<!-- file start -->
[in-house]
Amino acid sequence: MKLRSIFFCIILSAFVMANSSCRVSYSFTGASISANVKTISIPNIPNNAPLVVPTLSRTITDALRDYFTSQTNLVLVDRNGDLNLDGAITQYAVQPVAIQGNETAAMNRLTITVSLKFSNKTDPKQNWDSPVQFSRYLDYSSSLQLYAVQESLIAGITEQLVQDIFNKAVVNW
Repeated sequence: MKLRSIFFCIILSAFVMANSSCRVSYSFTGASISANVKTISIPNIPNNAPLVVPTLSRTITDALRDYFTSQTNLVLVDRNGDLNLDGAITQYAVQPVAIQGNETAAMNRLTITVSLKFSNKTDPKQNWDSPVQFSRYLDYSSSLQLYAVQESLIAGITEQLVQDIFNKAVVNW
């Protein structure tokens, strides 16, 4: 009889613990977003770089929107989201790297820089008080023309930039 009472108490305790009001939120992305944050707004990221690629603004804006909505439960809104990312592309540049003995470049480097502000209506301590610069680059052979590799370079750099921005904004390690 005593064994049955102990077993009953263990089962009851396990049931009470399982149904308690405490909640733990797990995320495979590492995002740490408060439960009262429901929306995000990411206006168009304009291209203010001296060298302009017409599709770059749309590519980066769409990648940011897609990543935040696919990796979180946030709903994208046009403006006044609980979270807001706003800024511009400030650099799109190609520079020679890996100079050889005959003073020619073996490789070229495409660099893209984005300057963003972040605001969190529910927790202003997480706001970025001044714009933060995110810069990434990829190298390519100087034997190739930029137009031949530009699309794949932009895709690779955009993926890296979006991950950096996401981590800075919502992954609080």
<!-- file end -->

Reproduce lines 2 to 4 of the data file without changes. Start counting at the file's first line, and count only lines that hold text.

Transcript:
Amino acid sequence: MKLRSIFFCIILSAFVMANSSCRVSYSFTGASISANVKTISIPNIPNNAPLVVPTLSRTITDALRDYFTSQTNLVLVDRNGDLNLDGAITQYAVQPVAIQGNETAAMNRLTITVSLKFSNKTDPKQNWDSPVQFSRYLDYSSSLQLYAVQESLIAGITEQLVQDIFNKAVVNW
Repeated sequence: MKLRSIFFCIILSAFVMANSSCRVSYSFTGASISANVKTISIPNIPNNAPLVVPTLSRTITDALRDYFTSQTNLVLVDRNGDLNLDGAITQYAVQPVAIQGNETAAMNRLTITVSLKFSNKTDPKQNWDSPVQFSRYLDYSSSLQLYAVQESLIAGITEQLVQDIFNKAVVNW
């Protein structure tokens, strides 16, 4: 009889613990977003770089929107989201790297820089008080023309930039 009472108490305790009001939120992305944050707004990221690629603004804006909505439960809104990312592309540049003995470049480097502000209506301590610069680059052979590799370079750099921005904004390690 005593064994049955102990077993009953263990089962009851396990049931009470399982149904308690405490909640733990797990995320495979590492995002740490408060439960009262429901929306995000990411206006168009304009291209203010001296060298302009017409599709770059749309590519980066769409990648940011897609990543935040696919990796979180946030709903994208046009403006006044609980979270807001706003800024511009400030650099799109190609520079020679890996100079050889005959003073020619073996490789070229495409660099893209984005300057963003972040605001969190529910927790202003997480706001970025001044714009933060995110810069990434990829190298390519100087034997190739930029137009031949530009699309794949932009895709690779955009993926890296979006991950950096996401981590800075919502992954609080």